# Chapter 17: Functions – Financial

#### What We’ll Cover >>>

• Fundamentals of Loans
• PMT Function
• PPMT Function

In this chapter, we’ll work through a couple of basic financial functions in order to determine the payments and other conditions on a loan. Excel has a lot of financial functions, most of which are specialized to accounting and for loans, annuities, stocks, and other high-value skill areas. The loan-related functions are perhaps the simplest to use on a personal and general workplace support environment.

## Fundamentals of Loans

A loan is a contractual agreement in which money is borrowed from a lender and paid back over a specific period of time. The amount of money that is borrowed from the lender is called the principal of the loan. The borrower is usually required to pay the principal of the loan plus interest. When you borrow money to buy a house, the loan is referred to as a mortgage. This is because the property being purchased also serves as collateral to ensure payment. In other words, the bank can take possession of your house if you fail to make loan payments.

MedAttrib: author-generated. Table of loan terms.

A lender is required by law to provide borrowers with an amortization table when a loan contract is offered. Each time a payment is made on the loan, you are paying the bank an interest fee plus some of the loan principal. Each year the amount of interest paid to the bank decreases and the amount of money used to pay off the principal increases. This is because the bank is charging you interest on the amount of principal that has not been paid. As you pay off the principal, the interest rate is applied to a lower number, which reduces your interest charges.

## PMT Function

The PMT function refers to payment. In Excel, loan payments are calculated through the PMT (payment) function. This function is more complex than the statistical functions covered in Section 2.2 “Statistical Functions”. With statistical functions, you are required to add only a range of cells or selected cells within the parentheses of the function, also known as the argument. With the PMT function, you must accurately define a series of arguments in order for the function to produce a reliable output.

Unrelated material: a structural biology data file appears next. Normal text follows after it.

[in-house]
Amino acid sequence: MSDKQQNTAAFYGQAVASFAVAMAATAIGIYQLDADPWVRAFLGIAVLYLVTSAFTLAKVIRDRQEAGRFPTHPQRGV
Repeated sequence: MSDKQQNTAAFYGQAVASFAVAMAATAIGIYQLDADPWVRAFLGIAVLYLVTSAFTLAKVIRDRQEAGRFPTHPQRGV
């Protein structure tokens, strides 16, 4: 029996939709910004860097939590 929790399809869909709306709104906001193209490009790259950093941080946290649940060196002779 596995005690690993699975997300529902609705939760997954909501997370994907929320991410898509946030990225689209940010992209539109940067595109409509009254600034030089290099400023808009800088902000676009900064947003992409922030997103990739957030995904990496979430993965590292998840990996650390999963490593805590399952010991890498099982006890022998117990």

Table 2.6 Arguments for the PMT Function

MedAttrib: author-generated. Table of PMT function arguments.

NOTE: by default, the result of the PMT function in Excel is shown as a negative number. This is because it represents an outgoing payment – something owed. To do this, you can place a negative sign between the equal sign and the function name PMT. Excel has other formats for negative numbers, like the number within parentheses, and/or the number shown in red.

When working with more complex functions such as the PMT, it is easiest to use the Function Dialog box. Use cell references for the arguments of the PMT function whenever possible. This will allow you the flexibility to change aspects of the loan and have the payment automatically recalculate.

#### ACTION: Try Me activity

We will work with a combination activities workbook, named Ch17-Finance.xlsx. Before you start working, go to your DataFiles folder and make a copy of the file for your Examples folder, then open that copy. Here is what we are aiming for. The red numbers in parentheses are one of Excel’s formats for negative (or in this case, owed) numbers.

MedAttrib: author-generated. MS Excel loan activity.

The workbook has two sheets. The first is named LoanRepay, with a building loan, and a car loan. The second is an information sheet with a table of common financial functions you can use for your reference.

In the LoanRepay sheet, Taste du Monde has a loan for a shipping warehouse project, and a loan for a delivery vehicle.

The areas to be calculated are cells that have a background color:

• Light tan for the Warehouse loan in column C.
• Light green for the Vehicle loan in column D.

Let’s work on the warehouse loan first; it is the left-hand loan in the worksheet, ranging from cells C6 through C16.

The loan is for \$2,250,000. It is for an expected 18 years (amortization). The interest it was taken for is 7.79%.

Our job is to determine the:

• Monthly loan payment
• Amount of loan principal the monthly payment is applied to at the beginning of the loan repayment (first month)
• Amount of loan principal the monthly payment is applied to at the end of the loan repayment (last month of 18 years)
• Total cost of the loan.
##### TIP: Comparable Arguments for PMT Function. When using functions such as PMT, make sure the arguments are defined in comparable terms. For example, if you are calculating the monthly payments of a loan, make sure both the Rate and Nper argument are expressed in terms of months. The function will produce an erroneous result if one argument is expressed in years while the other is expressed in months.

In calculating this data, we will have to calculate a few other things in order for the actual loan payment information to be able to be calculated correctly. This includes the: